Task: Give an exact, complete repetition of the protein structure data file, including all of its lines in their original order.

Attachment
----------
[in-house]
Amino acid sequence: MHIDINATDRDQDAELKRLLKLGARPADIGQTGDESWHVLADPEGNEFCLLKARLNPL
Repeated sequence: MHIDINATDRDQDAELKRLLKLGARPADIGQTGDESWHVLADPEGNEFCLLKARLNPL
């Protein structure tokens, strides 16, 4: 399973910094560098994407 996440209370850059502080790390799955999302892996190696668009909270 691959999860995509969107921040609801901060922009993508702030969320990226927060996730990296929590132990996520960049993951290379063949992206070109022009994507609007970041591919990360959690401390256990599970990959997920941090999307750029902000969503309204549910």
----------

[in-house]
Amino acid sequence: MHIDINATDRDQDAELKRLLKLGARPADIGQTGDESWHVLADPEGNEFCLLKARLNPL
Repeated sequence: MHIDINATDRDQDAELKRLLKLGARPADIGQTGDESWHVLADPEGNEFCLLKARLNPL
């Protein structure tokens, strides 16, 4: 399973910094560098994407 996440209370850059502080790390799955999302892996190696668009909270 691959999860995509969107921040609801901060922009993508702030969320990226927060996730990296929590132990996520960049993951290379063949992206070109022009994507609007970041591919990360959690401390256990599970990959997920941090999307750029902000969503309204549910």